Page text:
All About Japan

Tsukuba: City of Science & Nature

| Museum , Ibaraki

Tsukuba lies about 50 minutes northeast of Tokyo, and has a direct line from Akihabara Station in the form of the Tsukuba Express. A major research center, it's often referred to as “Science City.”

Compared to other metropolitan areas of Japan, the population of Tsukuba is quite small, at about 220,000. But the city was planned with natural beauty in mind, and boasts 174 parks connected by a pedestrian pathway some 48 kilometers (30 miles) long.

While the area has historically been a pilgrimage destination because of the twin-peaked Mount Tsukuba (more on that later), these days it's a hub for cutting-edge medical and scientific research and industry, with 29 national research centers that employ 20,000 scientific minds.

Let’s take a look at some of the highlights you can find while visiting.

3. Tsukuba Space Center

The Tsukuba Space Center is the largest-scale aerospace development center in Japan. The Space Center is a major facility for the Japan Aerospace Exploration Agency (JAXA), and members of staff are responsible for myriad tasks, such as control of launched satellites, gathering data from the International Space Station (ISS), training new astronauts, as well as the development and testing of new aerospace technology.

Admission is free, and with an advanced registration attendees can be provided a guided tour. Three tour types are available: the “Astronaut Course,” which lets you experience the training of astronauts; the “Space Station Course,” to see how they operate Kibo, an experimental module on the ISS that helps identify the amount of radiation astronauts are exposed to in space; and the “Rocket Course,” which simulates the sounds of a real-life rocket launch.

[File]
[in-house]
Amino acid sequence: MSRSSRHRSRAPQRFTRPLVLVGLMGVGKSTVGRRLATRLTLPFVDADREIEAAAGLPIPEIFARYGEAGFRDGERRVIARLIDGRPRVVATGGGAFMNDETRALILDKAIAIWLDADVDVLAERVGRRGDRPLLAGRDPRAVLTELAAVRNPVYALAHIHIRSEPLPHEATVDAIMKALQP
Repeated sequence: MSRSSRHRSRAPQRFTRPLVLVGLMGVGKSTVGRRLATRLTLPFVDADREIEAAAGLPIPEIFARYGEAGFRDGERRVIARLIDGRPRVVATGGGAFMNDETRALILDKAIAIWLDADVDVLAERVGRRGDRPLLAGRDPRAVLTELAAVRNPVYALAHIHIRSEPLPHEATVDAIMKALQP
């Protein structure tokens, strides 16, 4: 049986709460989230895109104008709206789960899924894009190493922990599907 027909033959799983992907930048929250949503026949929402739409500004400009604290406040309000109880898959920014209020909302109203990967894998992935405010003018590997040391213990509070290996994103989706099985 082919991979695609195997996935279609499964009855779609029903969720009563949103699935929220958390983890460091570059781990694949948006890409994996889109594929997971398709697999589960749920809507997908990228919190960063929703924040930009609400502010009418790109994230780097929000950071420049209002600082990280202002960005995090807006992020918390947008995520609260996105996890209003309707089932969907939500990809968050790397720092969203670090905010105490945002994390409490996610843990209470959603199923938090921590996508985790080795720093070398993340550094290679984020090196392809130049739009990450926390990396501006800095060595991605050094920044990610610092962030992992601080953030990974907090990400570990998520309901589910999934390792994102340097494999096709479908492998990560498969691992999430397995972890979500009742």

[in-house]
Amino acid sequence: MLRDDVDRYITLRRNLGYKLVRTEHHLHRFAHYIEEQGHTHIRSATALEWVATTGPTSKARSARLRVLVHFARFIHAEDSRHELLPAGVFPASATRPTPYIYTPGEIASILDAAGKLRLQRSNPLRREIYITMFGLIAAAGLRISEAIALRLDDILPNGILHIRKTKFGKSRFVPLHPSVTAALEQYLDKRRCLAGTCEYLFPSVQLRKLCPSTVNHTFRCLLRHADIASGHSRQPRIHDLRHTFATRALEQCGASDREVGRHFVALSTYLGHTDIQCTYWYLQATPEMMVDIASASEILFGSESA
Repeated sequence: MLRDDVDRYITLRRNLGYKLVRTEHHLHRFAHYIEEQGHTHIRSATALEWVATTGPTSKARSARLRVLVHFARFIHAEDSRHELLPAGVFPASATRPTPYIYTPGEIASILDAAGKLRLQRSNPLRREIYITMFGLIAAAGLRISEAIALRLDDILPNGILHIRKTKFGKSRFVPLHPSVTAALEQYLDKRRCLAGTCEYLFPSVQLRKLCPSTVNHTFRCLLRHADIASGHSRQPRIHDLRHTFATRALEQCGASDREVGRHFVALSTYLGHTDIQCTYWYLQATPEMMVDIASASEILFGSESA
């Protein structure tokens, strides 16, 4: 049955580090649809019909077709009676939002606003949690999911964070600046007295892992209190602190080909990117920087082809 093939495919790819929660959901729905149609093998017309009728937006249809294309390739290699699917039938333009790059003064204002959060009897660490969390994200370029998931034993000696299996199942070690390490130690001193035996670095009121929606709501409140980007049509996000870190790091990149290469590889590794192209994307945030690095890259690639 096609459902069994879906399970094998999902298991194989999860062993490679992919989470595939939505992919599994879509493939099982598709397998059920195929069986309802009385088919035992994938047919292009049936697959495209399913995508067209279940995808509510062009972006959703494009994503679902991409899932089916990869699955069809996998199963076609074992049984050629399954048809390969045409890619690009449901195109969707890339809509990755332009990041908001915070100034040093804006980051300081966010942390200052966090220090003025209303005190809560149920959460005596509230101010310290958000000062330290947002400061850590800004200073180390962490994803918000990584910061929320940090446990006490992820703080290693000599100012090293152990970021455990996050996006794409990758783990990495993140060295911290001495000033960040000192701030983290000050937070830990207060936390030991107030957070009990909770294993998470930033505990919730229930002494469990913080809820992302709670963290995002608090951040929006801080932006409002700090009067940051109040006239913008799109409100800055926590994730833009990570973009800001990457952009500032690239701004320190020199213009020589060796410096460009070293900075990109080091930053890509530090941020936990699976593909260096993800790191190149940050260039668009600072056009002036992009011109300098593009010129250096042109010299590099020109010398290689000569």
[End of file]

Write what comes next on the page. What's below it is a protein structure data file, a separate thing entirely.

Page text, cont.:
2. Tsukuba Expo Center

The Tsukuba Expo Center was built to host The International Exposition in 1985, and has since been repurposed as an interactive museum. The slogan of the facility is “see, touch, and enjoy learning.” With that in mind, the Expo Center houses many interactive and experiential exhibits, such as the Air Bazooka, which shoots air as if it were bullets, or the Sun Cruiser, which simulates travel to the sun with stereoscopic images and sound. On top of that, there’s also a planetarium, with the night sky projected on a 26.5-meter-diameter (87 ft) dome. Entry is ¥820 for adults and ¥410 for kids, which means it's affordable fun for the whole family.

1. Mount Tsukuba

Mount Tsukuba is located 45 minutes from the city center by bus, in the center of Ibaraki Prefecture. A twin-peaked mountain, it's home to one of Japan’s oldest shrines.

Tsukuba-san Shrine, located at the foot of the mountain, enshrines the gods Izanagi and Izanami, the male and female progenitor gods of the Japanese people, who are also associated with the two peaks of the mountain, Nantai (871 meters/2,858 feet) and Nyotai (877 meters/2,877 feet). The shrine is often visited by couples to promote a harmonious and loving marriage.

There are several hiking trails up the mountain, most of which begin at the shrine. For those looking for a less energetic way to enjoy the scenery, the Tsukuba-san Cable Car connects the shrine to the peak of Mount Nantai, while the Tsukuba-san Ropeway, located a few kilometers east at Tsutsujigaoka, provides quick access to the peak of Mount Nyotai, as well as a gorgeous view of the surrounding region.